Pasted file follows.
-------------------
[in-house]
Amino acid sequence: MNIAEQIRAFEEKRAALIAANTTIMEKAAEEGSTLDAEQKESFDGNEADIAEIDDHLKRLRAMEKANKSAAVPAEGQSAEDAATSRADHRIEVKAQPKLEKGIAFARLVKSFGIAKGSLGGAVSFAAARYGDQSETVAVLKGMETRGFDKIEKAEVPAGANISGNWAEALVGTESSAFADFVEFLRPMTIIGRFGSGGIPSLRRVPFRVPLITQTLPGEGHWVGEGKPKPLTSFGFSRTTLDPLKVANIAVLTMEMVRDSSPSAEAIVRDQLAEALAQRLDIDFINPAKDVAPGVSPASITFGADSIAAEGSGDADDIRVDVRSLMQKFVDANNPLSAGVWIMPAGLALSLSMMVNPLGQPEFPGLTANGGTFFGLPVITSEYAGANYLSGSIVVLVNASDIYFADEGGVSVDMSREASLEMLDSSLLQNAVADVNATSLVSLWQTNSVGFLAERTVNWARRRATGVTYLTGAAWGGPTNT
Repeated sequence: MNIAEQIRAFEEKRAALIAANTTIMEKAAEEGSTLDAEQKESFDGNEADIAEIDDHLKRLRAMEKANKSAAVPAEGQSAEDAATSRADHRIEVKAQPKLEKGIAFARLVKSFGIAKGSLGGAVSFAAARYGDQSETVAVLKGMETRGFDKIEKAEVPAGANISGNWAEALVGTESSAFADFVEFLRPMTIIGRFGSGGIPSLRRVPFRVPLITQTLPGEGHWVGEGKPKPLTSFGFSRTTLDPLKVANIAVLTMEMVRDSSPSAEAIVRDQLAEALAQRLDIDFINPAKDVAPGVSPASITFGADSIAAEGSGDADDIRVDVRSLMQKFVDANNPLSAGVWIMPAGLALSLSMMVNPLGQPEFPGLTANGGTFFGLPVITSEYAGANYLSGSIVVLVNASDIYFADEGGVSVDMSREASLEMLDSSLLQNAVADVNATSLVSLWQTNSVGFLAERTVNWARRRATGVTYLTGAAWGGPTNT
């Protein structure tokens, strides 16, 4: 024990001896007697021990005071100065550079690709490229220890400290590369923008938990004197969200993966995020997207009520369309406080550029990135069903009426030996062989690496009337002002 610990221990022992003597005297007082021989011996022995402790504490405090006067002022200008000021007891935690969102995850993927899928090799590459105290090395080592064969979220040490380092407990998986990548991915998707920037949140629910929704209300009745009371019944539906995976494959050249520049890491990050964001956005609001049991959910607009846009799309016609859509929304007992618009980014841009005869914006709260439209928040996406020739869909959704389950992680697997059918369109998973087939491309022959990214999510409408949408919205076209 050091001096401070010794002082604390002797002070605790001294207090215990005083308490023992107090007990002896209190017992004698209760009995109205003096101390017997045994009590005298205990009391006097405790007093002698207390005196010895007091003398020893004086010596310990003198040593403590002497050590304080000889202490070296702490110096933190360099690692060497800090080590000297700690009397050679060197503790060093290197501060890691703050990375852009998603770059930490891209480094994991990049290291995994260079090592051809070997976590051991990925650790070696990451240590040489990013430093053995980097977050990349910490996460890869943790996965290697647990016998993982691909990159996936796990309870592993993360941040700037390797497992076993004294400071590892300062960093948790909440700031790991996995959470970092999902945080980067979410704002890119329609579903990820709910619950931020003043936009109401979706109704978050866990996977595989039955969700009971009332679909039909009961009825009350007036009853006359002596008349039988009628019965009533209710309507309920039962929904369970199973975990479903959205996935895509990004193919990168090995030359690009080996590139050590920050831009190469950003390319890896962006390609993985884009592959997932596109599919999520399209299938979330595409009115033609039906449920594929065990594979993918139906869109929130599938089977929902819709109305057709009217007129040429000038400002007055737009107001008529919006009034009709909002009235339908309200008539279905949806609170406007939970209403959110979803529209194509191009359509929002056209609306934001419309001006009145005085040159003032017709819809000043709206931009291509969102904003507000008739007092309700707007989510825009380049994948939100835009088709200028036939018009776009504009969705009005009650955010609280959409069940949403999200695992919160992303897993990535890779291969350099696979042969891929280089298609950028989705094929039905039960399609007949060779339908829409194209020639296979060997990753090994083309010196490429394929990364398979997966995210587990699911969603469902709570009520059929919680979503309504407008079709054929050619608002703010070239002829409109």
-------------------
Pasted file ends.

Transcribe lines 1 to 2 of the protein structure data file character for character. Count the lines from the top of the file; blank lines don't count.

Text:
[in-house]
Amino acid sequence: MNIAEQIRAFEEKRAALIAANTTIMEKAAEEGSTLDAEQKESFDGNEADIAEIDDHLKRLRAMEKANKSAAVPAEGQSAEDAATSRADHRIEVKAQPKLEKGIAFARLVKSFGIAKGSLGGAVSFAAARYGDQSETVAVLKGMETRGFDKIEKAEVPAGANISGNWAEALVGTESSAFADFVEFLRPMTIIGRFGSGGIPSLRRVPFRVPLITQTLPGEGHWVGEGKPKPLTSFGFSRTTLDPLKVANIAVLTMEMVRDSSPSAEAIVRDQLAEALAQRLDIDFINPAKDVAPGVSPASITFGADSIAAEGSGDADDIRVDVRSLMQKFVDANNPLSAGVWIMPAGLALSLSMMVNPLGQPEFPGLTANGGTFFGLPVITSEYAGANYLSGSIVVLVNASDIYFADEGGVSVDMSREASLEMLDSSLLQNAVADVNATSLVSLWQTNSVGFLAERTVNWARRRATGVTYLTGAAWGGPTNT